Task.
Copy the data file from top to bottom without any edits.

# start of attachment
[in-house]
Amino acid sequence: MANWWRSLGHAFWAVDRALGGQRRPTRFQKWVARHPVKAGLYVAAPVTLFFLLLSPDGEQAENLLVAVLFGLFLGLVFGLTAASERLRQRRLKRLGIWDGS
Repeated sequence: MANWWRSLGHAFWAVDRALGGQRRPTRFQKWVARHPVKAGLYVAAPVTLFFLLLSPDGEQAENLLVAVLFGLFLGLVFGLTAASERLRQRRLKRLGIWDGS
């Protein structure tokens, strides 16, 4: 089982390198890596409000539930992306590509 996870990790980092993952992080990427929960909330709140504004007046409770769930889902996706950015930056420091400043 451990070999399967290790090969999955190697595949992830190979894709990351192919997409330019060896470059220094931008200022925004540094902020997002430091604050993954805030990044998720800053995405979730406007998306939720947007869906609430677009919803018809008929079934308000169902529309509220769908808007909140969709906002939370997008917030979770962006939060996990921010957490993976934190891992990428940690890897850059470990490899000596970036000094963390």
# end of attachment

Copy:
[in-house]
Amino acid sequence: MANWWRSLGHAFWAVDRALGGQRRPTRFQKWVARHPVKAGLYVAAPVTLFFLLLSPDGEQAENLLVAVLFGLFLGLVFGLTAASERLRQRRLKRLGIWDGS
Repeated sequence: MANWWRSLGHAFWAVDRALGGQRRPTRFQKWVARHPVKAGLYVAAPVTLFFLLLSPDGEQAENLLVAVLFGLFLGLVFGLTAASERLRQRRLKRLGIWDGS
């Protein structure tokens, strides 16, 4: 089982390198890596409000539930992306590509 996870990790980092993952992080990427929960909330709140504004007046409770769930889902996706950015930056420091400043 451990070999399967290790090969999955190697595949992830190979894709990351192919997409330019060896470059220094931008200022925004540094902020997002430091604050993954805030990044998720800053995405979730406007998306939720947007869906609430677009919803018809008929079934308000169902529309509220769908808007909140969709906002939370997008917030979770962006939060996990921010957490993976934190891992990428940690890897850059470990490899000596970036000094963390």